By ELLEN GOLDBAUM
Published December 18, 2023
A coalition of community groups and activists is coming together with UB planners and researchers to radically transform one Black East Side neighborhood — and to do it sooner, rather than later.
Driven by strong collaborations between community organizations, including the Buffalo Center for Health Equity, the UB Community Health Equity Research Institute, the School of Architecture and Planning, and the Jacobs School of Medicine and Biomedical Sciences at UB, the effort is aimed at tackling the root causes of the social determinants of health in order to improve the health of people who live on Buffalo’s East Side.
“Health outcomes will be the key metric of success,” says Henry-Louis Taylor Jr., director of the Center for Urban Studies, professor of Black urban and regional planning in the School of Architecture and Planning, and lead author of the report guiding the effort: “How We Change the Black East Side: A Neighborhood Planning and Development Framework.”
“The goal of this neighborhood transformation is that people will live longer and better,” says Taylor, an associate director of UB’s Community Health Equity Research Institute. “We will see less infant mortality, fewer children born with birth weights that are too low, stresses will be reduced and so will a lot of illnesses that are catalyzed by high levels of stress. We will create these positive health outcomes by changing the physical, social and economic conditions found in the neighborhood.”
The Center for Urban Studies developed the report in response to the Buffalo Center for Health Equity’s request for a conceptual framework for a neighborhood demonstration project. That request followed the Center for Urban Studies’ 2021 report, “The Harder We Run: The State of Black Buffalo in 1990 and the Present,” which clearly demonstrated that Black Buffalo has not made progress during the past three-plus decades. It found that conditions in physical neighborhoods had deteriorated and that now there was a new, even more dangerous threat: gentrification.
Dozens of community activists, academics and policymakers have contributed their perspectives to “How We Change the Black East Side,” which underwent numerous revisions based on their input. It describes a demonstration project that transforms a selected East Side neighborhood into “a great place to live, work, play and raise a family for the actually existing population.” The project will then serve as a model for subsequent neighborhood transformations.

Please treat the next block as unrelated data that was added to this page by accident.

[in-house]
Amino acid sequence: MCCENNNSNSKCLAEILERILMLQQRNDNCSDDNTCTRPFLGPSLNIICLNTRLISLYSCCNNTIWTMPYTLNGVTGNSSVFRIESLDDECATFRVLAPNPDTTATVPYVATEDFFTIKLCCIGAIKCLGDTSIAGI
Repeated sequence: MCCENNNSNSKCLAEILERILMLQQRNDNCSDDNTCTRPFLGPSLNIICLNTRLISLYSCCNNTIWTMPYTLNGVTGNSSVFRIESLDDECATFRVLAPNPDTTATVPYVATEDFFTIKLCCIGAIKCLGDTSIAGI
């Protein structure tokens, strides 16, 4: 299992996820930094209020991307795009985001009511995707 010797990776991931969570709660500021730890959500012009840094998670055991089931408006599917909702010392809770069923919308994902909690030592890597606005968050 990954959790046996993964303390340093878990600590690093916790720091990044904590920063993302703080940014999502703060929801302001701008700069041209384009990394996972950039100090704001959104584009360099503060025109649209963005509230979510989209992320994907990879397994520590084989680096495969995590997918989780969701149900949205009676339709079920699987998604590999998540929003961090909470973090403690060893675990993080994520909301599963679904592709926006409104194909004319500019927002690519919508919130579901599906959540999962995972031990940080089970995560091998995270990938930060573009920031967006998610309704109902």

“This is the first time in the history of this city where we have outlined a clear and precise strategic approach to the development of a Black neighborhood,” says Taylor, who has devoted his career to studying neighborhood development. “We have to build a different type of neighborhood.”
Throughout the United States, and in Western New York, neighborhoods are based on the premise of the commodification of shelter. “Homeownership is seen as an instrument of wealth production,” says Taylor. “Exclusion on the basis of race and class is what keeps property values high.” This is the case even where African Americans are developing properties. While that can create some opportunity for middle-income families, he says, it does nothing for lower-income families.
“Is it morally correct to build neighborhoods based on keeping groups out simply because of their income and, in some instances, race?” Taylor asks. “Every book, every article we can get our hands on critiques this model. We thought, why don’t we try something new and different?”
Details of the report and discussion of which neighborhood will host the project will be shared at a public meeting to be scheduled early in 2024. The neighborhood that is chosen must rank high on the hardship index, a measure that Taylor created for all East Side neighborhoods, which takes into account factors such as levels of income, education and employment, poverty rate and the percentage of residents paying 40% or more of their income for rent. It also includes how much a neighborhood is threatened by gentrification, a new and growing challenge.
“We’ve identified those geographies that we think are most threatened,” he says. “We want to do a demonstration project that will also create a firewall between those sections of the East Side that are threatened by gentrification and those that aren’t in harm’s way at this point. We also wanted a neighborhood with a strong community base and organizations that have the capacity to house a neighborhood transformation team.”
Many organizations are already on board and their leaders are well aware of the pervasive impact of the social determinants of health. “Where schools are poor and there’s a lack of good jobs, lack of transportation, there’s this push-me-pull-you aspect where each social determinant of health is connected to another,” says Rita Hubbard-Robinson, chief executive officer of NeuWater & Associates LLC, treasurer of the Buffalo Center for Health Equity and associate director of UB’s Community Health Equity Research Institute.